Bjorn didn't take the job. To make a long story short, he was introduced to Jen McAdam who was beginning to grow suspicious among her online Onecoin groups. As Ruja was still traveling the world on private jets and yachts, spreading her vision, Bjorn and Jen essentially became whistleblowers, slowly exposing the truth that all the value was basically in the persuasion of Ruja Ignatova.
Initially, investors were irate when Jen and Bjorn would point out what, in hindsight, seemed obvious. After all, when you're financially dug into something, the last thing you want to hear is that it's a bad investment, let alone an alleged scam. But as more and more investors began to swallow the hard-to-digest pill, Onecoin began crumbling.
It should be mentioned that during all of this, it was still impossible to turn your Onecoin into cash. So if you put in $5,000 and watched it go to $500,000 – which many people did – you still couldn't actually get your money out. The exchange was continuously delayed for a multitude of fake reasons while the real one was… well, it wasn't real cryptocurrency.
Ruja On The Run
Fast forward slightly to October 2017. Ruja, now aware that Onecoin was crumbling, was scheduled to resolve all of these concerns in Lisbon, Portugal at a large gathering for Onecoin. She promised to explain everything and set the record straight.
She actually decided to do something else. She didn't show up at all.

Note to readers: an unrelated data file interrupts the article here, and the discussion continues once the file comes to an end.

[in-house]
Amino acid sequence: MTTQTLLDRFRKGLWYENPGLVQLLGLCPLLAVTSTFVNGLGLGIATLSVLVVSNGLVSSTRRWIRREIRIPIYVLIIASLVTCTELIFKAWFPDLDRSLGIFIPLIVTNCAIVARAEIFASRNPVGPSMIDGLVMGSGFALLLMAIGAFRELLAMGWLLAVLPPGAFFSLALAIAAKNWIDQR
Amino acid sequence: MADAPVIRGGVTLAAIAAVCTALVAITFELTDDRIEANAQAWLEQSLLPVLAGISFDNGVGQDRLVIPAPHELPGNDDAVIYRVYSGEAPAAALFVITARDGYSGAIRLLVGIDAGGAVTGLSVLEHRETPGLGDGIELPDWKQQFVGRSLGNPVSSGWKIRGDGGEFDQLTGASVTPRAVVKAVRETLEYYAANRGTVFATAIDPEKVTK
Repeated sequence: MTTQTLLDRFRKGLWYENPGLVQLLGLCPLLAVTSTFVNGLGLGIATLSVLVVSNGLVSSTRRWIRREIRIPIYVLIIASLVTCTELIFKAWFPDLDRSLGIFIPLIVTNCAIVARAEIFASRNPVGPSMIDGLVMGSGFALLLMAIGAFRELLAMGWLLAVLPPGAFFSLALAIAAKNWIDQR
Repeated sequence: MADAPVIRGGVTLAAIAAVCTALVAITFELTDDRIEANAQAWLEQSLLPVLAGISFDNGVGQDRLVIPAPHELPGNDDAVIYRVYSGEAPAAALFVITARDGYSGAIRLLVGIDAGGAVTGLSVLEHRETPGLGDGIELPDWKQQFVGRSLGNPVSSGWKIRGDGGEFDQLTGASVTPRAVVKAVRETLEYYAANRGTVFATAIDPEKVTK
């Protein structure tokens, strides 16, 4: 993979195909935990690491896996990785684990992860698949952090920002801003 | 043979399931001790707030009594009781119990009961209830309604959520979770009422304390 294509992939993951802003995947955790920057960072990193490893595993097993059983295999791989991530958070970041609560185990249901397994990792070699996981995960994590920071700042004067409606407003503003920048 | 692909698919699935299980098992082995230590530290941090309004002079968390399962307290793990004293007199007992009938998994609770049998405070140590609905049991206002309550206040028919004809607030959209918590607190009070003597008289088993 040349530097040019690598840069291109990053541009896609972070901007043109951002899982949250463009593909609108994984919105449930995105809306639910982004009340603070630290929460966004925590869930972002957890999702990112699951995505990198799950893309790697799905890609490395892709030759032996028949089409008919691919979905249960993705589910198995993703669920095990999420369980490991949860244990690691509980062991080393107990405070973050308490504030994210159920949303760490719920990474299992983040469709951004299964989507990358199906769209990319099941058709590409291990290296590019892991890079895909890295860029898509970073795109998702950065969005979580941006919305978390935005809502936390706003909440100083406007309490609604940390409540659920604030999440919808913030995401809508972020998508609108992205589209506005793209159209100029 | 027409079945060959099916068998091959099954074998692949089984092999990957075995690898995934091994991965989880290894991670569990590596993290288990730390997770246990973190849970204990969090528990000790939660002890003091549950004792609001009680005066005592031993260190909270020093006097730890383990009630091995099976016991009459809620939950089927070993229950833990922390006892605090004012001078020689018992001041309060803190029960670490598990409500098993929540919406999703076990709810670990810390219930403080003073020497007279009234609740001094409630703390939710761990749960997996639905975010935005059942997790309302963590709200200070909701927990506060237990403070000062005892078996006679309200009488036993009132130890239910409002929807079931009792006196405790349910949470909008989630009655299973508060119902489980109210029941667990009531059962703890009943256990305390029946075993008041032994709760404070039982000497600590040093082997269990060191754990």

She has not been seen since.
A 2019 podcast called The Missing Cryptoqueen by Jamie Bartlett aimed to figure out where Ruja was hiding. By the end, the best conclusion was that she is somewhere in Frankfurt, Germany where her ex-husband and child are apparently living. Some even stated she would still travel between Athens, Greece and Frankfurt, hiding in plain sight thanks to plastic surgery and an alternate identity. Others believe she's dead. But the conclusion is the same either way: we really don't know.
Assuming she is alive and has a new identity, she's extremely rich. Ruja allegedly owns 220,000 Bitcoin right now. At today's $33,700 Bitcoin price, those coins are worth around…
And keep in mind that a few months ago, those same 220,000 Bitcoin were at one point worth $15 BILLION! Which would have made Ruja one of the 140 richest people in the world.
Ruja's Alleged Bitcoin Fortune
In court documents filed this year by Onecoin victims, they allege that Ruja had a relationship with Sheik Saoud, the son of one of the wealthiest people in Dubai. She supposedly was able to gain Diplomatic credentials from the United Arab Emirates, allowing her to travel with impunity. Ruja had allegedly been funneling billions from Onecoin into Dubai real estate and banks.
The claims allege that she funneled billions into Dubai's real estate and banking industries.
While the idea behind cryptocurrency is fascinating and hopeful for the future, it doesn't come without risks as the story of Onecoin demonstrates.
The attorney for the Onecoin victims said, "Regulators seem oblivious to the fact the cryptocurrency's main purpose is to facilitate and reward criminals like Ruja Ignatova. It is no coincidence that Ignatova is the main beneficiary of the Bitcoin bubble."
Regardless of which side of the cryptocurrency aisle you sit on, it's still evolving and not without troubles. But then again, what – and who – isn't?